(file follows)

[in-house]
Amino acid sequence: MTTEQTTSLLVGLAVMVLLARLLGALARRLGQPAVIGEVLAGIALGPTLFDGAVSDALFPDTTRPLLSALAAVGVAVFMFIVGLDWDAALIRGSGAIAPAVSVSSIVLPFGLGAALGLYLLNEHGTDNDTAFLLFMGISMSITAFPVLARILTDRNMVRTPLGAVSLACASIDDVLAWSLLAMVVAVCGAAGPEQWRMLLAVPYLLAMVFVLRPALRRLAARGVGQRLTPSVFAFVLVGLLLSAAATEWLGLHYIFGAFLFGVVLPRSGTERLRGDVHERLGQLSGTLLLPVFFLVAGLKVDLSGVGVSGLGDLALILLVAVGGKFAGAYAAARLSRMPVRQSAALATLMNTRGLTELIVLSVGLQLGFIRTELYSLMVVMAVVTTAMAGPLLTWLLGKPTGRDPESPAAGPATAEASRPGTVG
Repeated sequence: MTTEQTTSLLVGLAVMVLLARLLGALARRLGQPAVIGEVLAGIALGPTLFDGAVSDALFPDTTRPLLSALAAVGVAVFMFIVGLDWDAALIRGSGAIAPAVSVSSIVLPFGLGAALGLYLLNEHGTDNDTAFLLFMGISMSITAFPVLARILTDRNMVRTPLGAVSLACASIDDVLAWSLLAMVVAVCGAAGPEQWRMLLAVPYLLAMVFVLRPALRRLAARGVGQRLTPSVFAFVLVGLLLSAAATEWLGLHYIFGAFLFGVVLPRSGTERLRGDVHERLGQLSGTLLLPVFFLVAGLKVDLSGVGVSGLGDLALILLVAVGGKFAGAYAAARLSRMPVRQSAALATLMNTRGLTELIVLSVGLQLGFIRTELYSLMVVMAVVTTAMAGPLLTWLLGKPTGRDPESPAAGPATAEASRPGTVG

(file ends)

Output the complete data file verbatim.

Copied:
[in-house]
Amino acid sequence: MTTEQTTSLLVGLAVMVLLARLLGALARRLGQPAVIGEVLAGIALGPTLFDGAVSDALFPDTTRPLLSALAAVGVAVFMFIVGLDWDAALIRGSGAIAPAVSVSSIVLPFGLGAALGLYLLNEHGTDNDTAFLLFMGISMSITAFPVLARILTDRNMVRTPLGAVSLACASIDDVLAWSLLAMVVAVCGAAGPEQWRMLLAVPYLLAMVFVLRPALRRLAARGVGQRLTPSVFAFVLVGLLLSAAATEWLGLHYIFGAFLFGVVLPRSGTERLRGDVHERLGQLSGTLLLPVFFLVAGLKVDLSGVGVSGLGDLALILLVAVGGKFAGAYAAARLSRMPVRQSAALATLMNTRGLTELIVLSVGLQLGFIRTELYSLMVVMAVVTTAMAGPLLTWLLGKPTGRDPESPAAGPATAEASRPGTVG
Repeated sequence: MTTEQTTSLLVGLAVMVLLARLLGALARRLGQPAVIGEVLAGIALGPTLFDGAVSDALFPDTTRPLLSALAAVGVAVFMFIVGLDWDAALIRGSGAIAPAVSVSSIVLPFGLGAALGLYLLNEHGTDNDTAFLLFMGISMSITAFPVLARILTDRNMVRTPLGAVSLACASIDDVLAWSLLAMVVAVCGAAGPEQWRMLLAVPYLLAMVFVLRPALRRLAARGVGQRLTPSVFAFVLVGLLLSAAATEWLGLHYIFGAFLFGVVLPRSGTERLRGDVHERLGQLSGTLLLPVFFLVAGLKVDLSGVGVSGLGDLALILLVAVGGKFAGAYAAARLSRMPVRQSAALATLMNTRGLTELIVLSVGLQLGFIRTELYSLMVVMAVVTTAMAGPLLTWLLGKPTGRDPESPAAGPATAEASRPGTVG